Chiefs’ Run Game
- Damien Williams (111 rushes, 498 yards, 5 TD)
- LeSean McCoy (101 rushes, 465 yards, 4 TD)
- Spencer Ware (17 rushes, 51 yards)
- RB Clyde Edwards-Helaire
- RB DeAndre Washington
Damien Williams’s decision to opt out of the 2020 season came with major fantasy implications, cementing Clyde Edwards-Helaire as the team’s unquestioned starter while pushing the rookie back up from the second- and third-round range and into the first round in some recent drafts. That might be a bit too rich for some, considering Edwards-Helaire has yet to play in an NFL game, hasn’t had a normal offseason to learn the intricacies of the Chiefs offense, and will have to compete for scoring opportunities with the likes of Tyreek Hill and Travis Kelce. For me, though, it’s a risky but exciting upside play: It’s just hard for me to put a cap on what Edwards could do both on the ground and through the air as a focal point in what should be one of the best, most explosive offenses in the league. Especially considering no other offense vacated a higher percentage of carries from last year’s offense than Kansas City (61.3 percent).
If you’re not willing to spend big on CEH, though, you may consider grabbing Washington with the last pick in your draft. The former Raider has experience playing alongside Patrick Mahomes from their time together at Texas Tech, and with Williams out of the picture he may be able to carve out a fantasy-relevant role in a committee with Edwards-Helaire. In either case, I’m just trying to get as many pieces of this Chiefs offense as I can.
Texans’ Run Game
- RB Carlos Hyde (245 rushes, 1,070 yards, 6 TD)
- RB David Johnson
Texans head coach Bill O’Brien rescued David Johnson from a path toward a backup job (and fantasy irrelevance) over the offseason, trading superstar receiver DeAndre Hopkins (and a 2020 fourth-rounder) to the Cardinals in exchange for a package including the versatile back. Johnson didn’t look like himself last year, and his underwhelming performance (and subsequent benching) in Arizona doesn’t exactly inspire confidence for what he’ll do in 2020. But it’s tough to ignore the pure volume he’s in line to receive: With Carlos Hyde and his 245 vacated rushes now in Seattle, Johnson seems to have a real shot at finishing somewhere in the top 10 in total carries this season. That typically adds up to big-time fantasy points.
Johnson’s still a bit too pricey for my taste with an ADP somewhere in the late third round or early fourth, so if you doubt the former fantasy god can get back to his early-career form, backfield mate Duke Johnson could be a savvy bet. The Texans spent a third-round pick to acquire the 26-year-old running back prior to the 2019 season and could still have a plan for him in mind. If Duke somehow wins the starting job over David, getting him at his current ADP (RB47) could end up being one of the biggest steals of the season.
Jets’ Passing Game
- WR Robby Anderson (96 targets, 52 catches, 779 yards, 5 TD)
- WR Demaryius Thomas (58 targets, 36 catches, 433 yards, 1 TD)
- RB Ty Montgomery (17 targets, 13 catches, 90 yards)
- WR Breshad Perriman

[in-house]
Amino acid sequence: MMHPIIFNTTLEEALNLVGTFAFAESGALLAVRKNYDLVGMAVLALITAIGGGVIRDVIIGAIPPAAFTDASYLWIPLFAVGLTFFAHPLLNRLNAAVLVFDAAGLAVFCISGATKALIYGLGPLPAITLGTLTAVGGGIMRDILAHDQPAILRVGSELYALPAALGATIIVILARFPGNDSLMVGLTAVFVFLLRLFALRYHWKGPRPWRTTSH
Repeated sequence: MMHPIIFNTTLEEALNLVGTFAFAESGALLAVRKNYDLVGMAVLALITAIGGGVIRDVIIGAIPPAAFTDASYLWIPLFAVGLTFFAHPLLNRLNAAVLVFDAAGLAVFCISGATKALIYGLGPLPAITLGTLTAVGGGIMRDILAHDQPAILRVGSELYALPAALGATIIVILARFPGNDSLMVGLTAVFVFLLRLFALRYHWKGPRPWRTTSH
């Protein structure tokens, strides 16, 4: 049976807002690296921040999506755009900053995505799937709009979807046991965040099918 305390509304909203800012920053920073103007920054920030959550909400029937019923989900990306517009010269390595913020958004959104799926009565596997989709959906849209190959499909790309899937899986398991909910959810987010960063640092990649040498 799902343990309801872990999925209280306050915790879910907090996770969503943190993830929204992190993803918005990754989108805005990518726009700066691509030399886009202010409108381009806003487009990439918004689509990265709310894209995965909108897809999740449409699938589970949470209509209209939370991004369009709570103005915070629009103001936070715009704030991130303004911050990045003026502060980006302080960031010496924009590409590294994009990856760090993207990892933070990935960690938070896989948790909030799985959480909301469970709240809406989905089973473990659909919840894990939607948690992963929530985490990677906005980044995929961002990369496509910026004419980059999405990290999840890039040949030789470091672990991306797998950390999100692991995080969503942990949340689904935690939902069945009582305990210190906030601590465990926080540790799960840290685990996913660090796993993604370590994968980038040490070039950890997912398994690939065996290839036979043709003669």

- WR Denzel Mims
The Jets’ decision to let Robby Anderson sign with the Panthers creates a major opportunity for the team’s two new pass-catching weapons. Perriman (WR60 in ADP) and the rookie Mims (WR68) both head into 2020 as intriguing sleeper targets.
Perriman has experience on his side, and the former first-round bust for the Ravens came on strong to end last season with the Buccaneers. Over the last four weeks of the season, Perriman caught 20 passes for 419 yards and five touchdowns, ranking as the WR3 in that stretch. Of course, he won’t be playing with Hero Ball Jameis Winston in New York, but if he can cement himself as the team’s go-to guy, fantasy points will follow. I love him at his current ADP of “basically free.”
Mims, however, faces a steep learning curve coming into the league during the COVID-affected offseason. He may need a few weeks to work himself up to speed in the Jets offense, but if his dominant performance at the Senior Bowl is any indication of the type of player he’ll be in the pros, he’s definitely worth a last-round flier in deeper leagues.
Vikings’ Passing Game
- Stefon Diggs (94 targets, 63 receptions, 1130 yards, 6 TD)
- Laquon Treadwell (16 targets, 9 catches, 184 yards, 1 TD)
- WR Justin Jefferson
Jefferson is another rookie with the chance to make a big impact in Year 1. With Diggs now in Buffalo, the Vikings’ pass-catching corps is looking for a new playmaker to pair with Adam Thielen―and all signs point to Jefferson being that guy. The former LSU star will have to prove he can function on the outside doing most of his damage from the slot in 2019, and he’ll have to develop chemistry with Kirk Cousins on the fly. But because of Jefferson’s Keenan Allen–like quickness as a route runner and incredible focus at the catch point, I won’t be surprised if he finishes the year as the most heavily targeted rookie receiver. I’m grabbing him late in drafts whenever I can.
Another clear beneficiary to Diggs’s departure is second-year tight end Irv Smith Jr. The former Crimson Tide star flashed as a rookie, catching 36 passes for 311 yards and two touchdowns. He is a strong candidate for a second-year breakout, possessing above-average athleticism and route-running skills and the opportunity to carve out a major role in an offense that needs some players to step up.
Chargers’ Run Game
- RB Melvin Gordon (162 rushes, 612 yards, 8 TD)
- RB Joshua Kelley
Austin Ekeler is obviously still the guy to own in the Chargers backfield, but Gordon’s departure opens the door for Kelley or Justin Jackson to step into the team’s early-down and complementary role. Jackson likely has the leg up based on his experience in the offense, and the former Northwestern star impressed in his limited opportunities in 2019 (rushing for 200 yards on 29 attempts, a 6.9 yards per carry average). Jackson is well worth a flier at his ADP of RB52, especially if he inherits goal line and red zone work for the team.
Kelley’s an intriguing late-round upside pick, too, with a current ADP of the RB62. The former UCLA Bruins standout brings the type of size (5-foot-11, 212 pounds) and pop that his backfield mates in Ekeler and Jackson (both 200 pounds) simply can’t―a variable that could earn him early-down and goal-line opportunities.